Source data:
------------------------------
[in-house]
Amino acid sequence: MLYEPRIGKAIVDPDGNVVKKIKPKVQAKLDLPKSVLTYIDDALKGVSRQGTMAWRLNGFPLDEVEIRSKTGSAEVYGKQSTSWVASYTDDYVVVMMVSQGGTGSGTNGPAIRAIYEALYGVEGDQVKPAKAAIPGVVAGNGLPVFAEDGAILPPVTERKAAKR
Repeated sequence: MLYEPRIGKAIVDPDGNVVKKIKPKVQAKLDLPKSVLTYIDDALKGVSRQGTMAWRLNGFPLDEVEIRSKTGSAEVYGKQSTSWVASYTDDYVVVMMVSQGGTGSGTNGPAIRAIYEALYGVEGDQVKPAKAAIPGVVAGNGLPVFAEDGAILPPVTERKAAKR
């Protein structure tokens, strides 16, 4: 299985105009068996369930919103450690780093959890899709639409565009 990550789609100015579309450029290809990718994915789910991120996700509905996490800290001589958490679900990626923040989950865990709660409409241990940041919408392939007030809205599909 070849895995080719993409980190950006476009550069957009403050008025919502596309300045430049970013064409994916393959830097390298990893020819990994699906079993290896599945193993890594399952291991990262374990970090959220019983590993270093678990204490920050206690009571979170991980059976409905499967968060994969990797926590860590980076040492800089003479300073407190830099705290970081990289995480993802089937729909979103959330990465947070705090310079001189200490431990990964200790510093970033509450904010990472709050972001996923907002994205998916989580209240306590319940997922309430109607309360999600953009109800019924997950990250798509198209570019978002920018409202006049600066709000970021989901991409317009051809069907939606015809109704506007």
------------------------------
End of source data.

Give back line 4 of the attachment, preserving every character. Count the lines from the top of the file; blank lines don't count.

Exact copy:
């Protein structure tokens, strides 16, 4: 299985105009068996369930919103450690780093959890899709639409565009 990550789609100015579309450029290809990718994915789910991120996700509905996490800290001589958490679900990626923040989950865990709660409409241990940041919408392939007030809205599909 070849895995080719993409980190950006476009550069957009403050008025919502596309300045430049970013064409994916393959830097390298990893020819990994699906079993290896599945193993890594399952291991990262374990970090959220019983590993270093678990204490920050206690009571979170991980059976409905499967968060994969990797926590860590980076040492800089003479300073407190830099705290970081990289995480993802089937729909979103959330990465947070705090310079001189200490431990990964200790510093970033509450904010990472709050972001996923907002994205998916989580209240306590319940997922309430109607309360999600953009109800019924997950990250798509198209570019978002920018409202006049600066709000970021989901991409317009051809069907939606015809109704506007």